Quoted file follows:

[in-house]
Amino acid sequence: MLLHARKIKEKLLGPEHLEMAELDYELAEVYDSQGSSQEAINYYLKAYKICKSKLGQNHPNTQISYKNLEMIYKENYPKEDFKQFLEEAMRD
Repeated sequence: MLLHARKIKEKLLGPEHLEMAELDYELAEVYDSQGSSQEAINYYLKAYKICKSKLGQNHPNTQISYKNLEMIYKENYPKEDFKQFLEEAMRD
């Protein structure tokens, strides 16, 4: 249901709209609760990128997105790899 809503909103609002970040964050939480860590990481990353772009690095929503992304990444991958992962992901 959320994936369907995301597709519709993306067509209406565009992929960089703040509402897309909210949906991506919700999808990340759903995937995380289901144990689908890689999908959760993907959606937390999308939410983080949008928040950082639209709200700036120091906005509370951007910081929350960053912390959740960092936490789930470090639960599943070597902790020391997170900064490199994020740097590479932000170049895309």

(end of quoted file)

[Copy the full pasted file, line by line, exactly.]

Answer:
[in-house]
Amino acid sequence: MLLHARKIKEKLLGPEHLEMAELDYELAEVYDSQGSSQEAINYYLKAYKICKSKLGQNHPNTQISYKNLEMIYKENYPKEDFKQFLEEAMRD
Repeated sequence: MLLHARKIKEKLLGPEHLEMAELDYELAEVYDSQGSSQEAINYYLKAYKICKSKLGQNHPNTQISYKNLEMIYKENYPKEDFKQFLEEAMRD
């Protein structure tokens, strides 16, 4: 249901709209609760990128997105790899 809503909103609002970040964050939480860590990481990353772009690095929503992304990444991958992962992901 959320994936369907995301597709519709993306067509209406565009992929960089703040509402897309909210949906991506919700999808990340759903995937995380289901144990689908890689999908959760993907959606937390999308939410983080949008928040950082639209709200700036120091906005509370951007910081929350960053912390959740960092936490789930470090639960599943070597902790020391997170900064490199994020740097590479932000170049895309």